Soul Sleep

I am already late for the next session of teaching so I will make this short (though it did not turn out to be so). In fact, I have chosen to give you a brief synopsis of what Wayne Grudem shares in rebuttal to the idea of soul sleep on pages 819-821 of his Systematic Theology (which you should purchase, if for no other reason than the fact that we all need at least one huge book in our home that raises the perceptions of our intelligence, and we all need that!).

Soul sleep is the idea that when people die their soul (the “you”) enters into some sort of ethereal unconscious or barely conscious existence as it awaits resurrection. Support for this idea comes from the many references to the dead as those who sleep (Mt. 9:24, John 11:11, I Cor. 15:6, 1 Thess. 4:13) as well as the passages of Scripture that seem to teach the dead do not have a conscious existence (Psalm 6:5, 115:17, Eccl 9:10).

The problem with this interpretation of these passages and its resultant idea of soul sleep is that such interpretation denies the obvious. Referring to believers as those who have fallen asleep is a metaphor. It is a hopeful way of referring to the believer who has died. Death is not final, permanent, nor the end of existence. For the believer it is an awakening into something new. Notice the Bible never refers to the lost as sleeping. Furthermore Jesus had to clarify the metaphor when using it of Lazarus, ironically enough, because his apostles took it too literally on this side of the grave. “Now Jesus had spoken of his death, but they thought that he meant taking rest in sleep. Then Jesus told them plainly, ‘Lazarus is dead’” (John 11:12-13).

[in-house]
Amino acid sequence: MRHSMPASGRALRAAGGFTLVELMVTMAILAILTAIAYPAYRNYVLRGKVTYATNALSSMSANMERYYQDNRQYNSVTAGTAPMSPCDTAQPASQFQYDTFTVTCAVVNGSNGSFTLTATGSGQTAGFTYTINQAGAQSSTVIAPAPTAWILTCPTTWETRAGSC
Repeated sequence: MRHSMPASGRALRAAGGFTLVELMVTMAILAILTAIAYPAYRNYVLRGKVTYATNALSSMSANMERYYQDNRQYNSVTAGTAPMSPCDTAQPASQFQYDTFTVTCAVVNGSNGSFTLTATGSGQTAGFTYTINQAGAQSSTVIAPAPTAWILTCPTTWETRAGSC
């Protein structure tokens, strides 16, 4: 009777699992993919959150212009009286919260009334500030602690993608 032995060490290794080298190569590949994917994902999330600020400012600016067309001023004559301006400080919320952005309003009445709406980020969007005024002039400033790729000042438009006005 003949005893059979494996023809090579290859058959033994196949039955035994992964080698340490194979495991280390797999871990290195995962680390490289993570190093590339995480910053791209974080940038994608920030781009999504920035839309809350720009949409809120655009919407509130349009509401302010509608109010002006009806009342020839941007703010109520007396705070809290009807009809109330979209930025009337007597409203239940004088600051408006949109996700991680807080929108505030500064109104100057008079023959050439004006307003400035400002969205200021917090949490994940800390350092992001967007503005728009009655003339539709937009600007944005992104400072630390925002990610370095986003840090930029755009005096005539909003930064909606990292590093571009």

As for the Old Testament references that seem to indicate an unconscious existence for the dead the only way to derive this interpretation is to take them in isolation from the rest of Scripture. Grudem points out that Psalm 115:17 is often used in support of soul sleep:

The dead do not praise the LORD, nor do any who go down into silence.

But why stop there? Why not read the following verse as well?

But we will bless the LORD from this time forth and forevermore. Praise the LORD! (Psalm 117:18)

These passages do not point to unconsciousness in the grave but rather to a ceasing of activity on earth. The dead do not praise the Lord as they did on earth, but yet “we will bless the Lord from this time forth and forevermore”, on the other side of the grave.

If we take these passages to mean the soul sleeps we must also be able to reconcile some glaring contradictions with passages that plainly teach there is consciousness beyond the grave (2 Cor. 5:8, Phil. 1:23, Luke 23:43, Heb. 12:23). Furthermore the Bible says in 2 Kings 2:11 that God took Elijah in a whirlwind into heaven. The Bible does not say that God took Elijah and put him to bed.

The plain teaching of Scripture is that there will be a conscious, physical existence between death and the resurrection. People will be people in a place. For the saved there will be the experience of blessing. For the lost there will be the experience of torments. Today is the day of salvation. Receive the gift of eternal life in Jesus Christ (Rom. 5:8 and 6:23). Sleep no more.


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